Stifling the Seedling’s Growth

The Thirty Meter Telescope project at Mauna Kea raises questions about what we truly mean when we say we engage in “ethical and moral” research, argues Amanda R. Tachine.

August 2, 2019
 
 

Universities are employing indigenous land acknowledgments across the nation in hopes of expressing recognition, honor and awareness about indigenous peoples who -- since time immemorial -- have been (and are still) living on the lands of what is now America. As a Diné who understands, and is continuously learning about, the powerful connection between land/place and people, I am grateful to hear and read these statements. I interpret such efforts as sprinklings of a seed, a planting of consciousness and an indication of what Adrienne Maree Brown calls “collaborative ideations” about the world around us and our connections and responsibilities to them.

But as such statements proliferate at universities across the country, some of those same institutions are disrupting efforts to honor and recognize the relationship between land and indigenous peoples, stifling the growth of the seedling.

For example, my social media feeds are flooded with updates of the powerful Kia’i, the Kanaka Maoli protectors who are safeguarding Mauna Kea, Hawaii. A proposed $1.4 billion telescope, the Thirty Meter Telescope project, is planned for construction atop Mauna Kea, severing the “visceral relationship” between Native Hawaiians and Mauna Kea. And the project is funded and supported by a handful of partners that include some of those same universities that are echoing statements of creating relationships with indigenous communities. For example the University of California, Los Angeles, part of the University of California system, has created content to explore Native American and indigenous affairs resources and terminology, including an indigenous land acknowledgment. Yet the University of California system is listed as a partner for the telescope project.

We must recognize that what is occurring at Mauna Kea is not an isolated new issue. This is a pervasive, continuing structural problem undergirded by what the late Patrick Wolfe refers to as “settler colonialism”: the erasure of indigenous peoples and the constant efforts to occupy and maintain control of indigenous land.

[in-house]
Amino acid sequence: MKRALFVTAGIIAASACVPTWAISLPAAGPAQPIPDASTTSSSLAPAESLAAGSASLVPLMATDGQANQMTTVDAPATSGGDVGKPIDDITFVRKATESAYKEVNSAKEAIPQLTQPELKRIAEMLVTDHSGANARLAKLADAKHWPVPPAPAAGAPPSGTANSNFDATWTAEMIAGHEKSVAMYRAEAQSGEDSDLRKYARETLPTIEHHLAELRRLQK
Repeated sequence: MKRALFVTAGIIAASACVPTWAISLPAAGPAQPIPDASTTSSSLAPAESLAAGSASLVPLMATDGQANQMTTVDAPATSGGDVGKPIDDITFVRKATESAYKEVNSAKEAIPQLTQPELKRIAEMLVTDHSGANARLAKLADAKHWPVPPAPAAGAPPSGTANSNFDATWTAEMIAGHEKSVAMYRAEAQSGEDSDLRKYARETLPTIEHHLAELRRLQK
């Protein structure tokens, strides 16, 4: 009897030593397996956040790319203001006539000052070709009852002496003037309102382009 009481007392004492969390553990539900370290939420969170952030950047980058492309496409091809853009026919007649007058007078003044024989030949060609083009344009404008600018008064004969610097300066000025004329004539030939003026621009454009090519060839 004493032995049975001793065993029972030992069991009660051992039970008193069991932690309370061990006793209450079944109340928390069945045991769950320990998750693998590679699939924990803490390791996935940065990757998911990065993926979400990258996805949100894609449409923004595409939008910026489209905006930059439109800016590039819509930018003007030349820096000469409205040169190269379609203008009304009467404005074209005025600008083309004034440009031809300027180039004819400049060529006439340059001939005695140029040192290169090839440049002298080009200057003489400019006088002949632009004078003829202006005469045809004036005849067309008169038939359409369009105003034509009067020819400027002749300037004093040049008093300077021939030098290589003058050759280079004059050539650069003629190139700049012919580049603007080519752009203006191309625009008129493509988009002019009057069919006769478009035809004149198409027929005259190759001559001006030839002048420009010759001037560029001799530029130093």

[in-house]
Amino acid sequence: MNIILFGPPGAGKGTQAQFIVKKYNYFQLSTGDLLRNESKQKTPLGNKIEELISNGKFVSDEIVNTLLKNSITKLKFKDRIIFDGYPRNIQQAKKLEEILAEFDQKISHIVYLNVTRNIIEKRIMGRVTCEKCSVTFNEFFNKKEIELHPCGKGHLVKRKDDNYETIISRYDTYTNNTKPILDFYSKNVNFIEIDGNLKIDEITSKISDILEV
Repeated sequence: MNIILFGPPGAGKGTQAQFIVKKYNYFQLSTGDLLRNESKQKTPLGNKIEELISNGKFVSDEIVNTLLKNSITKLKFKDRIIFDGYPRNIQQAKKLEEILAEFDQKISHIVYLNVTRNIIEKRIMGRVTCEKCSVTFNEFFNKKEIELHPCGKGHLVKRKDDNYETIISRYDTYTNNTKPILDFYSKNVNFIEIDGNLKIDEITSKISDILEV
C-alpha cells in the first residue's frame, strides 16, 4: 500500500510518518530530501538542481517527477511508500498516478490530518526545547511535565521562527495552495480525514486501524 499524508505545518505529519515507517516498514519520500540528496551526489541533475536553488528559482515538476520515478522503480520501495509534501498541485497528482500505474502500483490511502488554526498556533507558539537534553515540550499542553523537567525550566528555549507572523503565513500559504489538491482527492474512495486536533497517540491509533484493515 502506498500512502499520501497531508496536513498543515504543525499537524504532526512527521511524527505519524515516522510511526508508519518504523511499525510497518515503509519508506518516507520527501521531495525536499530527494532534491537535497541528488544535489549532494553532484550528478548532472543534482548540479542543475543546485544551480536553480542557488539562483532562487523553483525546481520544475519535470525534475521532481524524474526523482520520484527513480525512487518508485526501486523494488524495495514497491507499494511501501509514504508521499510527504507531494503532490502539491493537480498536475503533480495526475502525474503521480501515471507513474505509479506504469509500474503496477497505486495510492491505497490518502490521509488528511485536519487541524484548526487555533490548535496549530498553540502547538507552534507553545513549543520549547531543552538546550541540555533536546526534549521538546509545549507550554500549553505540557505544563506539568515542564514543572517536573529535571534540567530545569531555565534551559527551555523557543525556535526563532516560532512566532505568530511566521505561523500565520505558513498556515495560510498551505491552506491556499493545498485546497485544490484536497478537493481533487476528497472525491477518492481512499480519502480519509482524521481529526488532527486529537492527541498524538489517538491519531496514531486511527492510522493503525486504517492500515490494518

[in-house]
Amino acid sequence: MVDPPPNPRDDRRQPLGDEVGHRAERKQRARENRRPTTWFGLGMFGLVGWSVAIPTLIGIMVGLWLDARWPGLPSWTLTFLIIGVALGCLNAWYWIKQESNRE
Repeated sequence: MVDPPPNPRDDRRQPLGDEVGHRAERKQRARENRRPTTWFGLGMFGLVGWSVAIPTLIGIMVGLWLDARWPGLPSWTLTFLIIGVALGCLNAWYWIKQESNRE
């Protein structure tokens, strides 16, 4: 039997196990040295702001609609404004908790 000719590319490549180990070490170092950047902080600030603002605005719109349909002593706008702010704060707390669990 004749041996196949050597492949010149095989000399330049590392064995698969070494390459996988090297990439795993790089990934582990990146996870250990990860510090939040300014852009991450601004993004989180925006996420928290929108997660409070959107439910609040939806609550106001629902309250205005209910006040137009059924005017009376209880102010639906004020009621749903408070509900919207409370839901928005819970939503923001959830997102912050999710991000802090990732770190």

I have been thinking about our work in higher education and ways unjust practices -- specifically in research -- fracture the relationships of people and land by participating in settler colonialism. It is research methodology that makes me pause and wonder what we truly mean when we say we engage in “ethical and moral” research. Where and when do we draw the lines of such responsible research? In this moment, Mauna Kea’s experience is helping me shape this understanding while also posing questions, thoughts and actions to consider.

Does the phrase “ethical and moral” mean militarization to advance research? On July 17, police arrested 33 people, most of them were kūpuna (elders) as they protected Mauna Kea. Several elders were using wheelchairs and canes as they were swept away, some in tears, and locked into police vans. The governor of Hawaii issued a state of emergency, which is a political action historically and currently used in multiple states that disenfranchises and dehumanizes groups of people by stripping away basic rights of life and liberty. In the midst of all of this, the state police are shielding university research while sanctioning and harming precious kūpuna Kia’i, the Kanaka Maoli protectors.